At the end of the night Chuck thanked us for a good show. I felt brave and confident enough to ask him if he would like a steady bass player. He said, “Hold that thought. Excuse, me, I’ll be back in a minute.” He never came back, but I’ve had the pleasure of playing with him again through the years. I lost contact with him in the mid ’80s. From that first show I began to play the bass the way he wanted, and I became a favorite of choice with many blues bands and performers. All I can say is “Thanks, Chuck!”

7. Who would be the members of our dream band, your all-star team of musicians, living, dead, well-known, lesser-known, etc.

This is a hard question, but I’ll answer it by saying that instead of a “dream band” I would want a “dream revue.” I’d have my favorite musicians, who have played on my recordings back up all my heroes: Tampa Red, Big Joe Turner, Jimmy Reed, Chuck Berry, and Bo Diddley. I would bring them out one-by-one and play all their most influential songs.

8.  Do you have any projects in the works?

I have many projects in the works!

>A folk-blues album,

>An old-time string band album with every stringed instrument possible

>An album of diverse styles from Louisiana

>More Blues and R&B albums.

>More original songs

I have enough projects to keep me going for a while.

9. Where do you see the blues genre in 10 years? Who do you think will emerge to succeed the current list of elder statesmen?

Ten years from now the blues genre with probably be the same as it is today, but with more diverse sounds woven in. I see that many of the younger players are drawn to related styles, like soul music on one hand, and in another direction, there seems to be some interest in earlier styles like jug band or string band music, and Gypsy jazz. So all that will probably be in the mix.

In answer to the second part of the question, it’s really bittersweet to think of all the great elders who have passed on recently: Honeyboy Edwards, Mojo Buford, and of course, Pinetop Perkins and Willie Smith. These have been our links to the original blues, and to Muddy Waters. The next line of great blues artists will inevitably become the new elder statesmen, and will be revered, i.e.: Taj Mahal, John Hammond, Jr., Maria Muldaur. Buddy Guy is already approaching that status.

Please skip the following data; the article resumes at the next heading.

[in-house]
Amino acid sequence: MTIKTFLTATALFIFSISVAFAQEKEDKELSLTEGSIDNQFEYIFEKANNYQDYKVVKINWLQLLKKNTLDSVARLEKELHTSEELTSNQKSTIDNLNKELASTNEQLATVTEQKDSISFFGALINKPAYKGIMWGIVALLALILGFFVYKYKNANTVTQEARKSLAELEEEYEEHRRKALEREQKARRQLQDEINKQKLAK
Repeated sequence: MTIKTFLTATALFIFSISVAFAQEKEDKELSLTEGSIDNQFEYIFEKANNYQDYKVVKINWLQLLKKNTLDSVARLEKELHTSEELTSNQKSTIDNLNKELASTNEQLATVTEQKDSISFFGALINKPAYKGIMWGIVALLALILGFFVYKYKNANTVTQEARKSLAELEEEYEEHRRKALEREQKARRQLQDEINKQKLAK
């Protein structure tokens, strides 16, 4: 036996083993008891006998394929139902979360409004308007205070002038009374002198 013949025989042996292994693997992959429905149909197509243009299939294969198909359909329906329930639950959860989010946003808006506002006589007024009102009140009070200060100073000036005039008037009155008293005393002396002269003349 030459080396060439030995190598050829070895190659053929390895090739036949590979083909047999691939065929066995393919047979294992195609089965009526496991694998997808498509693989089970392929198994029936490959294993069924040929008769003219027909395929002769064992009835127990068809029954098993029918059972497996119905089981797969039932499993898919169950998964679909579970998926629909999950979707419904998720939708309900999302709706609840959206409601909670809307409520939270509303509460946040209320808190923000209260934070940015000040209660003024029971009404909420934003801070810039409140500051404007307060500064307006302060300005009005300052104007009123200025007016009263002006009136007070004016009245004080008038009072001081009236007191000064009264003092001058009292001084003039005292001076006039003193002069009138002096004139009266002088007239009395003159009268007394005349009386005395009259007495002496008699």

As long as there is an appreciation for the blues, there will always be a new crop of players, and there will always be elder statesmen.

10. What are some of our favorite blues albums—the ones that you keep going back and listening to over and over?

My favorite blues albums are:

>”Sonny Terry is King” with Lightin’ Hopkins and Brownie McGhee (Arhoolie)

>”Muddy Waters’ Greatest Hits” (issued in 1964 on the heavyweight black label) (Chess)

>All Bo Diddley’s albums

>J.B. Lenoir “Natural Man” (Chess)

>Little Walter “Confessing The Blues” (Chess)

>Jimmy Rogers “Chicago Bound” (Chess)

>”Chuck Berry’s Golden Decade” (Chess)

>Chuck Berry “St. Louis to Liverpool” (Chess)

>All of Jimmy Reed’s early albums on Vee Jay

>and one newer one, in particular called

“The New Jimmy Reed Album” (1965 Bluesway)

It had five guitars playing different lines with no solos, except for Jimmy’s harmonica It’s an incredible album Wayne Bennett, Eddie Taylor, and Hubert Sumlin are among the guitar players.

>All of Tampa Red’s albums were great, especially the one issued on Krazy Kat records in the early ’80s. It had songs form 1947-1953, with Johnny Jones on piano, Ransom Knowling on bass, and Odie Payne on drums. Johnny and Ransom sing harmonies with Tampa. This is probably my favorite album of all times. I visit it quite often.


All of Brad Vickers' recordings with the Vestapolitans are on the ManHatTone label.  They are listed below in chronological order.  Each release is a slight improvement over its predecessor, but all are worth picking up.  They offer a unique blend of blues over the years, plus roots, jazz, and ragtime mixed in for good measure.  For more information, visit Brad and the band's brand new website.